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Most of the population (90%) consists of Croats (2017), a people of mixed Iranian-Gothic-Slavic origin, who acquired their ethnic identity after the migrations of Ostrogoths, Avars and Slavs (early 7th century) and linguistically the Slavic peoples. In the popular vote of 1991, 12% of the population was Serbs, but their number has decreased rapidly due to emigration from especially the Krajina and Western Slavonia to Serbia as a result of the war in the first half of the 1990s. The share of Serbs in 2017 is 4.4%. Many Croats still live abroad, most of them as guest workers (an estimated 300,000). Many refugees from Bosnia-Herzegovina also live in Croatia. Approx. 57% of the population lives in the cities. (2017)
There are 4,292,095 people living in Croatia. (2017)
Population growth is -0.5% (2017)
The structure is as follows:
00-14 years 14.2%
15-64 years 66.5%
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Croatian belongs to the Slavic language family. From a linguistic point of view, Croatian and Serbian are very related.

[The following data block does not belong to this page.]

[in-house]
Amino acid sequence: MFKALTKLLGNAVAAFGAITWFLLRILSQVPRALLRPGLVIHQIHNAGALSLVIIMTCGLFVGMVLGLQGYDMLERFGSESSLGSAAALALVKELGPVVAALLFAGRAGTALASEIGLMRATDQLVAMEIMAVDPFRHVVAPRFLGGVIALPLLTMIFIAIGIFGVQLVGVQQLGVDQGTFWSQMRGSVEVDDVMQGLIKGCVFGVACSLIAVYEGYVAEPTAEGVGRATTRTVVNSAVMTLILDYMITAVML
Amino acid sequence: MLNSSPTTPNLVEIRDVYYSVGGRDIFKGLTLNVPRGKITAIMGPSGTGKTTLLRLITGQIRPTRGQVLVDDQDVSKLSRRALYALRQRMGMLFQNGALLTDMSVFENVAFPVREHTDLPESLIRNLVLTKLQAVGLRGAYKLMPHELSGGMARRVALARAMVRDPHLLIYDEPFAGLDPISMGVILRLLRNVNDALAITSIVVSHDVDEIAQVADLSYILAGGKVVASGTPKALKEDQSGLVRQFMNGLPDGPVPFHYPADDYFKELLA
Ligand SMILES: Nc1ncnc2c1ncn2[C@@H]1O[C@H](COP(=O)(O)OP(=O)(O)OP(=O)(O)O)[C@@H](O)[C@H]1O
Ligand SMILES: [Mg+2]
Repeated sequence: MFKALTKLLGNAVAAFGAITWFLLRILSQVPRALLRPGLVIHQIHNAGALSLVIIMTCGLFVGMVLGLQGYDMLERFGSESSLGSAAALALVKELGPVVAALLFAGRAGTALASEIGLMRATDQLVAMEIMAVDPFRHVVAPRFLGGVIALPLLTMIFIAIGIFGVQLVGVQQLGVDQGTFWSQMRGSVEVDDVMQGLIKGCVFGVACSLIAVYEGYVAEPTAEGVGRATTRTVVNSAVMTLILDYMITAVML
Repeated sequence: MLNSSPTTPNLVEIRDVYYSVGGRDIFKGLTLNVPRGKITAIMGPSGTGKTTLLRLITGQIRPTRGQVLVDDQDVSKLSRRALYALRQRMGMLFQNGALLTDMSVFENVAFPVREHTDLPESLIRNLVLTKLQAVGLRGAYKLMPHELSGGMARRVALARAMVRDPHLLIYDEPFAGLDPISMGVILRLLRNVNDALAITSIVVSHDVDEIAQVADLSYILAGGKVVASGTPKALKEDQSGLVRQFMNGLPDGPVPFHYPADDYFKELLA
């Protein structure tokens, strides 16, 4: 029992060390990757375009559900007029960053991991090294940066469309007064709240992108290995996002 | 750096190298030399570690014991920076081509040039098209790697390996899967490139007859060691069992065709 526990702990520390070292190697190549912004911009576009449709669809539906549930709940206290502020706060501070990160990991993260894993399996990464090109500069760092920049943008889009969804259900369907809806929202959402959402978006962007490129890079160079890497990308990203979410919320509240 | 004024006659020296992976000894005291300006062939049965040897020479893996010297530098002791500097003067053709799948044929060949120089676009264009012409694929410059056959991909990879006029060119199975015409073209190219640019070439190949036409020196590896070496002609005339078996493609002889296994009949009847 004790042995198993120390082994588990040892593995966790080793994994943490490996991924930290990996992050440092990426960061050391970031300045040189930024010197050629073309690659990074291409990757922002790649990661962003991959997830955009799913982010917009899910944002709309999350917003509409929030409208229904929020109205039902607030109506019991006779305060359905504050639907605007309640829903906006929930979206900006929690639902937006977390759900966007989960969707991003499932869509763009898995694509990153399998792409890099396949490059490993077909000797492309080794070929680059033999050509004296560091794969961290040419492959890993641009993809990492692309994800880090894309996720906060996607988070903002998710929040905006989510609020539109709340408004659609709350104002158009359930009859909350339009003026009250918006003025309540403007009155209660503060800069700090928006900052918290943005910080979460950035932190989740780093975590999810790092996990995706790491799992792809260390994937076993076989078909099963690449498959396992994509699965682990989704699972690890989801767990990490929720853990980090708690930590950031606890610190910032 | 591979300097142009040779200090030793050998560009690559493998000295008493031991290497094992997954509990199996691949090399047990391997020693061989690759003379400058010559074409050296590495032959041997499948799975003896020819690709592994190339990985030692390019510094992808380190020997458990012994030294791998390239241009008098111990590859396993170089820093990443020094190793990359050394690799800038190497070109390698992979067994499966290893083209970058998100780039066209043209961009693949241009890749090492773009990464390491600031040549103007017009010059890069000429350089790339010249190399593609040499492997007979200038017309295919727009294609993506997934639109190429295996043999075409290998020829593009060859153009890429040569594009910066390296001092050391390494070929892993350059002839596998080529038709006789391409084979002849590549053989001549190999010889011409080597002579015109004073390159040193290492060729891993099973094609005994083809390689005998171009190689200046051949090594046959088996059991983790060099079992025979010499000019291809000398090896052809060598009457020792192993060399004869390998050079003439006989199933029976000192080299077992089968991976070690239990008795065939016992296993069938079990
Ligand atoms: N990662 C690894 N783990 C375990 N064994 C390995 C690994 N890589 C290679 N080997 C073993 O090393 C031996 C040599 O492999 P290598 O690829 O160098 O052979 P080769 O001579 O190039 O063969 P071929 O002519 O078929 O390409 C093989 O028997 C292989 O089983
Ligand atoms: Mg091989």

Croatian is the official language, in addition, a minority language is spoken by 4% of the population. Italian, Hungarian, Czech, Slovak and German are the main minority languages.
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The majority of the Croatian population adheres to the Roman Catholic religion. Various other Christian religions are also professed and a very little part of the population is Islamic. There are numerous sacred sites, often intertwined with history. Many processions are still held in Croatia.